Banksy - Editions & Works on Paper New York Tuesday, October 24, 2023 | Phillips
  • Banksquiat (Grey), realized in 2019 as part of the artist’s Gross Domestic Product installation, derives its imagery from an original stenciled work that was unveiled in 2017 at the Barbican Centre in London. The appearance of this mural coincided with the opening of the Barbican’s Basquiat: Boom For Real exhibition – the first major retrospective in Britain dedicated to the American artist Jean-Michel Basquiat. Positioned on the concrete facade of the Barbican, the original design for Banksquiat was accompanied by another Banksy mural, which detailed a pair of London Metropolitan Police officers frisking the two titular figures of Basquiat’s 1982 painting Boy and Dog in a Johnnypump. Both works were cleverly stenciled near a sign pointing towards the ‘Barbican Exhibition Halls’, encouraging viewers to question the complex politics at play in the encounter between the Barbican, the street, Basquiat, and Banksy.


    “Art should come in unconventional guises and be brought to those who might not ordinarily seek it out in more predictable settings”
    —André Heller


    At first glance, the deceptively simple design of Banksquiat (Grey) shrouds the heavily layered art historical references within the print. Depicting a Ferris wheel, Banksy’s composition visually recalls the installation created by Basquiat for Luna Luna. Held in Hamburg in 1987, Luna Luna was the world’s first contemporary art amusement park, which featured attractions created by renowned artists of the era, such as a carousel by Keith Haring, an immersive forest pavilion by David Hockney, and a Ferris wheel by Basquiat. Organized by André Heller, Luna Luna was born out of Heller’s belief that “art should come in unconventional guises and be brought to those who might not ordinarily seek it out in more predictable settings.” Heller’s ethos and the concept behind Luna Luna draws clear parallels with Banksy’s practice. In 2015, the British artist created Dismaland – a temporary art project involving over 50 creatives which sought to reinvent Disneyland with a sinister twist. Featuring remote-controlled migrant boats, a Punch and Judy show centered around domestic violence, and a monumental Ferris wheel, Banksy took inspiration from Luna Luna to bring his satirical graffiti to life in a setting that still operated outside the walls of museums and galleries.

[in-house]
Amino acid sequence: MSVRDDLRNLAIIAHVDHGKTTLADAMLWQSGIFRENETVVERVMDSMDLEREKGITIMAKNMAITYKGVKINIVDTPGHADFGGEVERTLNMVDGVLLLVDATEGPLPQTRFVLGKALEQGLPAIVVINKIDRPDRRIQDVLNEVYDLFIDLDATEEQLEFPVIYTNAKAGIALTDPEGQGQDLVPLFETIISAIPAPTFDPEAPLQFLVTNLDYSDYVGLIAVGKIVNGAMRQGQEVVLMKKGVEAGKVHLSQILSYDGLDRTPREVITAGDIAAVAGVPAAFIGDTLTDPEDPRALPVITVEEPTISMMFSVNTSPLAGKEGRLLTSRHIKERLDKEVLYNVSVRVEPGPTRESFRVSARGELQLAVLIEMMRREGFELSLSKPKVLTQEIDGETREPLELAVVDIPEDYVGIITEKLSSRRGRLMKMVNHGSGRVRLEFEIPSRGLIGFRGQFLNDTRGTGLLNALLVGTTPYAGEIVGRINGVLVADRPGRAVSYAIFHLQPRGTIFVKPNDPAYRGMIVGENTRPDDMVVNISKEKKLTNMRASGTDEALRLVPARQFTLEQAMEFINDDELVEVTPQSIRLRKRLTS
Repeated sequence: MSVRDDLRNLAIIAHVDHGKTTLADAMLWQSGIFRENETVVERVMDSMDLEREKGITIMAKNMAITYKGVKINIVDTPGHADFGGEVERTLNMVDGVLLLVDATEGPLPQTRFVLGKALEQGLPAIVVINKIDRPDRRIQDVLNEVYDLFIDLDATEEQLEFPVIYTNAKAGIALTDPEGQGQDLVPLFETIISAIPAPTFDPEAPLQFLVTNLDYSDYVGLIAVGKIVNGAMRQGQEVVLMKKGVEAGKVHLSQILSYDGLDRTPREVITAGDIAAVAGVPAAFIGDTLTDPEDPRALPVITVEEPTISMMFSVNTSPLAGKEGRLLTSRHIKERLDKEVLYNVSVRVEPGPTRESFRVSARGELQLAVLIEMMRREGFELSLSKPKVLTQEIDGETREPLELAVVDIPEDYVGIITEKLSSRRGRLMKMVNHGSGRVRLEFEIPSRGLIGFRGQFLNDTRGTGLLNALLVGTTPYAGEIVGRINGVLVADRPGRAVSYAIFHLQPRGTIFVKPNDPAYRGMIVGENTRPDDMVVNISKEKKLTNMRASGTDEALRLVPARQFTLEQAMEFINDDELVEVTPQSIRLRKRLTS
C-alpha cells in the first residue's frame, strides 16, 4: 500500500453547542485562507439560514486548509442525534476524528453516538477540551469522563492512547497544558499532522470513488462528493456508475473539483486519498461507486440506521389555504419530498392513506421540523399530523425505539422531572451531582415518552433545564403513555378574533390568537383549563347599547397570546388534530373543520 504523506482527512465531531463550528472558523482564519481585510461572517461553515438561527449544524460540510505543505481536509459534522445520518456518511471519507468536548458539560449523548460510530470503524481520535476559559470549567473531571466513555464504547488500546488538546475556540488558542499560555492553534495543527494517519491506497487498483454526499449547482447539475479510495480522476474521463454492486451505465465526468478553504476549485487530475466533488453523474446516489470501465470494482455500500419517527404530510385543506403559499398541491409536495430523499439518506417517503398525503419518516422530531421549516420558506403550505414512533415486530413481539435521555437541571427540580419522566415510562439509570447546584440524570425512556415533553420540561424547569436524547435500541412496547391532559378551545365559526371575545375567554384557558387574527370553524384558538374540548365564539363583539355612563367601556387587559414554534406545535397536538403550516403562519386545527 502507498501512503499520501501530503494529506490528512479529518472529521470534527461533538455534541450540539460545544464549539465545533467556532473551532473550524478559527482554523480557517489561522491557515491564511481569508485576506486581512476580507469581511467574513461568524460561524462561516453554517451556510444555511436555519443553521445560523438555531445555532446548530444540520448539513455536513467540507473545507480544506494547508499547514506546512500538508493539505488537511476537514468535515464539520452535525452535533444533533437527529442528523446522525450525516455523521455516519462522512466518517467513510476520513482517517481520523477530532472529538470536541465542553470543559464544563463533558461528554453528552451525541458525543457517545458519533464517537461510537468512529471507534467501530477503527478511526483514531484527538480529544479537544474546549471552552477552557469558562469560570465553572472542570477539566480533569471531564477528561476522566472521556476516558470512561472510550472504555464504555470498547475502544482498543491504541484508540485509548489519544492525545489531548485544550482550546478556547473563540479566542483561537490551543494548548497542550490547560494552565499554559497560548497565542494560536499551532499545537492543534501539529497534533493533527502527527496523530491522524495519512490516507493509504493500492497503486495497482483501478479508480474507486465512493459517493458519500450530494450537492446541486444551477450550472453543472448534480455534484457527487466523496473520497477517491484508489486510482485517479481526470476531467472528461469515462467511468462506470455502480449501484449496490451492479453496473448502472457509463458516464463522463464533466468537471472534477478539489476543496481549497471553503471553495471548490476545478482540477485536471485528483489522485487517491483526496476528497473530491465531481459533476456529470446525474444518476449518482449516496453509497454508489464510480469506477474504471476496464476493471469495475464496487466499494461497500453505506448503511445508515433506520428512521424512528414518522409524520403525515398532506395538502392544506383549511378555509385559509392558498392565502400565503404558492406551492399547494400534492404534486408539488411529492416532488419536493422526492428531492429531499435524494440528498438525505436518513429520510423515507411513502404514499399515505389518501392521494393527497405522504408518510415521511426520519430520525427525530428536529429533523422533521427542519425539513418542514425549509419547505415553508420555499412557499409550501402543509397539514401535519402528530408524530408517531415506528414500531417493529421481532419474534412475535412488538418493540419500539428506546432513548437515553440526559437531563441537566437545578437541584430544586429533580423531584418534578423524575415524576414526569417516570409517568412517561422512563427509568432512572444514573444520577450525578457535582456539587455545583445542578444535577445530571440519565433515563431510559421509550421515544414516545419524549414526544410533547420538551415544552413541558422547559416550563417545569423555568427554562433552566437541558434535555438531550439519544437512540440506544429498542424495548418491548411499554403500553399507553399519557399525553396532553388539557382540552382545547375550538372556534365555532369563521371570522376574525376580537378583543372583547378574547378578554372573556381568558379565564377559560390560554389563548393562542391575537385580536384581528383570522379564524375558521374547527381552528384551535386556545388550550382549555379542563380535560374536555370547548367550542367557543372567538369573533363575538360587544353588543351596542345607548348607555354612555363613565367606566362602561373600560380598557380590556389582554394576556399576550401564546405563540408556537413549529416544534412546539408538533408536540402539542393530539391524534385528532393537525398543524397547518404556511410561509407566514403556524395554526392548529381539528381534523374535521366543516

Banksy’s satirical criticisms of the art world continue in Banksquiat (Grey) through his appropriation of the late-American artist’s imagery. Adorned with Basquiat’s trademark crown motif, Banksy’s Ferris wheel symbolizes the endless cycle of capitalism. Presenting a commentary on the commodification and acceptance of artists – particularly black artists – in contemporary art, Banksy considers how celebrated works are increasingly reproduced to satisfy contemporary consumer culture. Encompassing a myriad of meanings, Basquiat used the three-point crown as a symbol through which he could convey important meditations on social and political issues. Infused with the context of the artist’s original mural, the Banksquiat (Grey) screenprint is a thought-provoking composition that pays homage to Basquiat as a forerunner of the contemporary street art movement and closely aligns Banksy’s practice with that of the pioneering American artist.


    • Artist Biography


      British • 1975 - N/A

      Anonymous street artist Banksy first turned to graffiti as a miserable fourteen year old disillusioned with school. Inspired by the thriving graffiti community in his home city, Bristol, Banksy's works began appearing on trains and walls in 1993, and by 2001 his blocky, spray-painted works had cropped up all over the United Kingdom. Typically crafting his images with spray paint and cardboard stencils, Banksy is able to achieve a meticulous level of detail. His aesthetic is clean and instantly readable due to his knack for reducing complex political and social statements to simple visual elements.

      His graffiti, paintings and screenprints use whimsy and humour to satirically critique war, capitalism, hypocrisy and greed — with not even the Royal family safe from his anti-establishment wit.

      View More Works


Banksquiat (Black)

Screenprint in colors, on black card, with full margins.
I. 24 1/2 x 23 1/2 in. (62.2 x 59.7 cm)
S. 29 1/2 x 27 5/8 in. (74.9 x 70.2 cm)

Signed and numbered 195/300 in white pencil, co-published by the artistand Gross Domestic Product (GDP), London (with the artist's blindstamp), with the accompanying Certificate of Authenticity issued by Pest Control, unframed.

Full Cataloguing

$40,000 - 60,000 

Sold for $57,150

Contact Specialist
212 940 1220

Editions & Works on Paper

New York Auction 24-26 October 2023